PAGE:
By Bruce McClure in
FAQs | Human World | Space on Jun 17, 2014





 



2.1K 








When is the next supermoon?








Expect high tides around Jan. 1 and 30, 2014











The year 2014 has five supermoons: two January new moons, and the full moons of July, August and September.
















According to the definition of supermoon coined by an astrologer, Richard Nolle, over 30 years ago – and popularized only in the past few years – the year 2014 has a total of five
supermoons. They are the two new moons of January, and the full moons of July, August and September. Follow the links below to learn about the supermoons of 2014.


What
is a supermoon?



What did astronomers call these moons before we called them supermoons?



When are the next supermoons in 2014?


Spring
tides will accompany the July, August and September supermoons.



Dates of closest full supermoons in past and future years


What
is a Black Moon?




About three or four times a year, the new or full moon coincides closely in time with the perigee of the moon—the point when the moon is closest to the Earth. These occurrences are often
called ‘perigean spring tides.’ The difference between ‘perigean spring tide’ and normal tidal ranges for all areas of the coast is small. In most cases, the difference is only a couple of
inches above normal spring tides. Image and caption via NOAA.





Photographs or other instruments can tell the difference between a supermoon and ordinary full moon. The supermoon of March 19, 2011 (right), compared to an average moon of December 20,
2010 (left). Image by Marco Langbroek of the Netherlands via Wikimedia Commons.



What is a supermoon? We confess: before a few years ago, we in astronomy had never heard that term. To the best of our knowledge, astrologer Richard Nolle coined the term supermoon over 30 years ago. The term has only recently come into popular
usage. Nolle has defined a supermoon as:



… a new or full moon which occurs with the moon at or near (within 90% of) its closest approach to Earth in a given orbit.



That’s a pretty generous definition and allows for many supermoons. By this definition, according to Nolle:



There are 4-6 supermoons a year on average.



What did astronomers call these moons before we called them supermoons? We called them a perigee full
moon, or a perigee new moon. Perigee just means “near Earth.”


The moon is full, or opposite Earth from the sun, once each month. It’s new, or more or less between the Earth and sun, once each month. And, every month, as the moon orbits Earth, it comes
closest to Earth. That point is called perigee. The moon always swings farthest away once each month; that point is called apogee.


No doubt about it. Supermoon is a catchier term than perigee new moon or perigee full moon.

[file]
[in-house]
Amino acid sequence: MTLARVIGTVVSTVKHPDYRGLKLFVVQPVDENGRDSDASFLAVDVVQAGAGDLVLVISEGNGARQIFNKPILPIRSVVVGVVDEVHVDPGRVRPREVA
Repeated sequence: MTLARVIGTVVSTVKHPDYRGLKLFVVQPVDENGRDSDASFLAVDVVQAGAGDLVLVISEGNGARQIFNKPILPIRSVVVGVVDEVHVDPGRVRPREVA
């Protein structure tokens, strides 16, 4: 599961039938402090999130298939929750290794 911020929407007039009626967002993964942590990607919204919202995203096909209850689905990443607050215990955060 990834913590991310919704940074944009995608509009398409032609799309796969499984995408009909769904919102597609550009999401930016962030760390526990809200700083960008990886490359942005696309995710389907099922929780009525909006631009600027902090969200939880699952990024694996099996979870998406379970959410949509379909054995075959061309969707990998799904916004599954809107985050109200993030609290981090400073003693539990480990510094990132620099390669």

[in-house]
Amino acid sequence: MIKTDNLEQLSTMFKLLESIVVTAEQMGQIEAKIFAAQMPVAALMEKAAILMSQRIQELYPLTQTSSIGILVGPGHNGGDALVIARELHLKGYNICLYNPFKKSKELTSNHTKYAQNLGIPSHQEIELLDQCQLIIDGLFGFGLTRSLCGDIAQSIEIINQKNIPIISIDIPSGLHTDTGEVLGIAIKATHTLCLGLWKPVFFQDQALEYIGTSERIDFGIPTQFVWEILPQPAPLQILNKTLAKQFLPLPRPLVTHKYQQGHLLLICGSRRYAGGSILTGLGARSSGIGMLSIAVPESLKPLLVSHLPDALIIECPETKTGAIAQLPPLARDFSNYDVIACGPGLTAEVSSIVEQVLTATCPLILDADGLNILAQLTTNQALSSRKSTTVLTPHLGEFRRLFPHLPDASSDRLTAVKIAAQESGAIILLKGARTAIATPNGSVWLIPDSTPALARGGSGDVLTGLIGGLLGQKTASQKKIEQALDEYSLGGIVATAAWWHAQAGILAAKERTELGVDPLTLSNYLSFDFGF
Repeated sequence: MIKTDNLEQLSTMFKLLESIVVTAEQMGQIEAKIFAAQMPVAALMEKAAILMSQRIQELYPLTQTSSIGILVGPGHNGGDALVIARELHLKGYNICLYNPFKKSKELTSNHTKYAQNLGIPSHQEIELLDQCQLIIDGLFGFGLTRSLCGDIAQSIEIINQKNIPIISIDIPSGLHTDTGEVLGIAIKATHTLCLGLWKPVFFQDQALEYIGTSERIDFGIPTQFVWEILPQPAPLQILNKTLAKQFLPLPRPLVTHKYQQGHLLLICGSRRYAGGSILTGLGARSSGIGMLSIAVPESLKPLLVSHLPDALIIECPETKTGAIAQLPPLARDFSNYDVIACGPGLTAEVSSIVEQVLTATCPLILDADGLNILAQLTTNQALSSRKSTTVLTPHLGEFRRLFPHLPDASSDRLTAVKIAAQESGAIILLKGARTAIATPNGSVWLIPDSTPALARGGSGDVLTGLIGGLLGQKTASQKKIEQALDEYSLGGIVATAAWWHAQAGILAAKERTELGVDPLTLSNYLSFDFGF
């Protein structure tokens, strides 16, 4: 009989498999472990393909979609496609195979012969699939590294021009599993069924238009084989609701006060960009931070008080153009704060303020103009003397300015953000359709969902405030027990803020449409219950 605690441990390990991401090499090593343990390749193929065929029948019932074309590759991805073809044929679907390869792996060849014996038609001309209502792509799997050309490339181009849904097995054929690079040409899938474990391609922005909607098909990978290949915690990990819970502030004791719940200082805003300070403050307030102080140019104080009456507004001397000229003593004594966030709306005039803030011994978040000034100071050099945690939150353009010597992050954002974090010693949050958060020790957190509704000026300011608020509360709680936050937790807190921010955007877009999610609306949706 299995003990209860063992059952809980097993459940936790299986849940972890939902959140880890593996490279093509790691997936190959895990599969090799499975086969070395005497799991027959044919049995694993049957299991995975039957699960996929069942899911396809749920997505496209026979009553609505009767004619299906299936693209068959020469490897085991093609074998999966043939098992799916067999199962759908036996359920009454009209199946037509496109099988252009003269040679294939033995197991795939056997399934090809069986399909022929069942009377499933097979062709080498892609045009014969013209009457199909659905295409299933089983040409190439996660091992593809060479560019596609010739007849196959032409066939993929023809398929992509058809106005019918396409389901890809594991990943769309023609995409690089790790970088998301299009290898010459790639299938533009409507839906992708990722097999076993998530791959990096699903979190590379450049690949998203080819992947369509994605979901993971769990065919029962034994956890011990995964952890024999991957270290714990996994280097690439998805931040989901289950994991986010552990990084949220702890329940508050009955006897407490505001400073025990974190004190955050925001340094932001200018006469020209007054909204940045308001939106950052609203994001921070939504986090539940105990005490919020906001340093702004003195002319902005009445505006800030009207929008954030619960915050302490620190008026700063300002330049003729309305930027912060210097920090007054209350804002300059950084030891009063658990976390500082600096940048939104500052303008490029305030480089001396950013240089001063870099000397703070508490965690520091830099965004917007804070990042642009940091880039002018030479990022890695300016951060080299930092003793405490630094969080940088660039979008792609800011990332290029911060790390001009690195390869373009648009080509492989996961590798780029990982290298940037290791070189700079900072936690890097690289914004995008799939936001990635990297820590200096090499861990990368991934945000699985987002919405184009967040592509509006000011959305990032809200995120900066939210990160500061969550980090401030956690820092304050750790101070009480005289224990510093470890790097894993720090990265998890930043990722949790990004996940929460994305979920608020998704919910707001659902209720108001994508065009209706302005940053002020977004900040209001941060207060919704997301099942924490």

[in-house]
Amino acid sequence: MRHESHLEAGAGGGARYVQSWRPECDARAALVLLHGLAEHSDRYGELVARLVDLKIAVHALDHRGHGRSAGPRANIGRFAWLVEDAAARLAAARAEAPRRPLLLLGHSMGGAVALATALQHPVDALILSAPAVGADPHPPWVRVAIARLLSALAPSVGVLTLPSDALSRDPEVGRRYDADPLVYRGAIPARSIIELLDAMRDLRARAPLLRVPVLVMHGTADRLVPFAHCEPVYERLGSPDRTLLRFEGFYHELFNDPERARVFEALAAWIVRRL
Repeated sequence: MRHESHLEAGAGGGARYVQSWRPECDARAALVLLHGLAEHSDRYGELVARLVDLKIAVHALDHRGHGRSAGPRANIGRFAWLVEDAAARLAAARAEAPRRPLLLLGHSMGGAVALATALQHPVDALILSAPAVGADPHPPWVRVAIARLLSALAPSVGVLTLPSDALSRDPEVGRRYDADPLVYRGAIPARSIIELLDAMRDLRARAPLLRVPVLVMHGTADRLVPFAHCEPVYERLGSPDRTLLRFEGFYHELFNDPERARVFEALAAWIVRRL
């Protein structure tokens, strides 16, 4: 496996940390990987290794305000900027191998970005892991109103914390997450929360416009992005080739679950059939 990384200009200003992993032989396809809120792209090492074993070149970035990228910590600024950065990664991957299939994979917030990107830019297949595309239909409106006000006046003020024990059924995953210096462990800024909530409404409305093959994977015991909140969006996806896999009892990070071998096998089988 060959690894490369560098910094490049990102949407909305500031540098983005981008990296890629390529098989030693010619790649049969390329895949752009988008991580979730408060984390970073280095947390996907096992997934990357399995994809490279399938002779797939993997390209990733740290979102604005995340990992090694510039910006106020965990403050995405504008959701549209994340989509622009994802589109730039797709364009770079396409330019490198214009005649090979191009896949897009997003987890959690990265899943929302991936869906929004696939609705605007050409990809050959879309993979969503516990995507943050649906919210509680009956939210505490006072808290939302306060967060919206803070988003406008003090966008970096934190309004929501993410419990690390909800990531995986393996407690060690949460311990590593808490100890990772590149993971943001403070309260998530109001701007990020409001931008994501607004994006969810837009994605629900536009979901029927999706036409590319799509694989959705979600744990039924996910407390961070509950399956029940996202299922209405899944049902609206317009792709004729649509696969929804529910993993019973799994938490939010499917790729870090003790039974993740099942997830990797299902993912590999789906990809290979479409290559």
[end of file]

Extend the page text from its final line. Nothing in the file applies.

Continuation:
We first became familiar with the supermoon label in the year 2011 when the media used it to describe the full moon of March 19, 2011. On that date, the full moon aligned with
proxigee – the closest perigee of the year – to stage the closest, largest full moon of 2011.


When are the next supermoons in 2014? By Nolle’s definition, the new moon or full moon has to come within 361,863 kilometers (224,851 miles) of our planet, as measured from the centers of the moon and
Earth, in order to be considered a supermoon.


By that definition, the year 2014 has a total of five supermoons. The first supermoon, for 2014, came on New Year’s Day, with the January 1 new moon. The second came with the new moon of
January 30, 2014. The full moons of July, August and September will also be supermoons, by Nolle’s definition. Thus, the next supermoons – aka perigee full moons – in 2014 are:


Full moon of July 12 at 11:25 UTC


Full moon of August 10 at 18:09 UTC


Full moon of September 9 at 1:38 UTC


The full moon on August 10, 2014, will present the


neo 16/06/2014 19:21


http://www.deezer.com/album/6894657

neo 16/06/2014 19:07


cadeau :


http://www.deezer.com/track/3420039



neo 15/06/2014 18:56


http://youtu.be/6r7ncRra1hI

neo 15/06/2014 18:55


http://youtu.be/a1xUrySwUwo


 

neo 15/06/2014 18:45


http://youtu.be/_V5cFPmjdKg

Sîn 15/06/2014 09:31


Car la lune est le soleil de la nuit.


http://www.youtube.com/watch?v=Ky_gh14b010


traduction :


http://www.lacoccinelle.net/244197.html


 


 


 

Ferlinpimpim 15/06/2014 10:15



J'ai toujours bien aimé cette chanson. Merci pour la traduction... Bises.



patdu83 14/06/2014 23:12


Alphonse de
Lamartine  


Ô temps ! Suspends ton vol, et vous, heures propices
!
Suspendez votre cours :
Laissez-nous savourer les rapides délices
Des plus beaux de nos jours !


Assez de malheureux ici-bas vous implorent,
Coulez, coulez pour eux ;
Prenez avec leurs jours les soins qui les dévorent,
Oubliez les heureux.


Mais je demande en vain quelques moments encore,
Le temps m’échappe et fuit ;
Je dis à cette nuit : Sois plus lente ; et l’aurore
Va dissiper la nuit.


Aimons donc, aimons donc ! De l’heure fugitive,
Hâtons-nous, jouissons !
L’homme n’a point de port, le temps n’a point de rive
;
Il coule, et nous passons


 


 


BISES A TOUS ET A TOUTES

Ferlinpimpim 15/06/2014 10:14



Merci Pat. Bon dimanche à toi. Bisous.



neo 14/06/2014 12:16


Slt ,


chez moi ,


elle ressemblait bcp plus à ta 3ème photo !!!


magnifiquement pleine hier soir :


l'alignement devait être à son optimum lors de mon observation ...


 


Sinon ,


tu as vu About Time mtnt ?


à défaut ,


en voici la B.O. :


http://www.deezer.com/playlist/896525475


bonne écoute ...


-,)

Ferlinpimpim 15/06/2014 10:12



Merci neo. La troisième était la dernière, la plus haute dans le ciel... Mais c'est lorsqu'elle se lève, énorme, qu'elle est la plus belle... ( à mon avis ).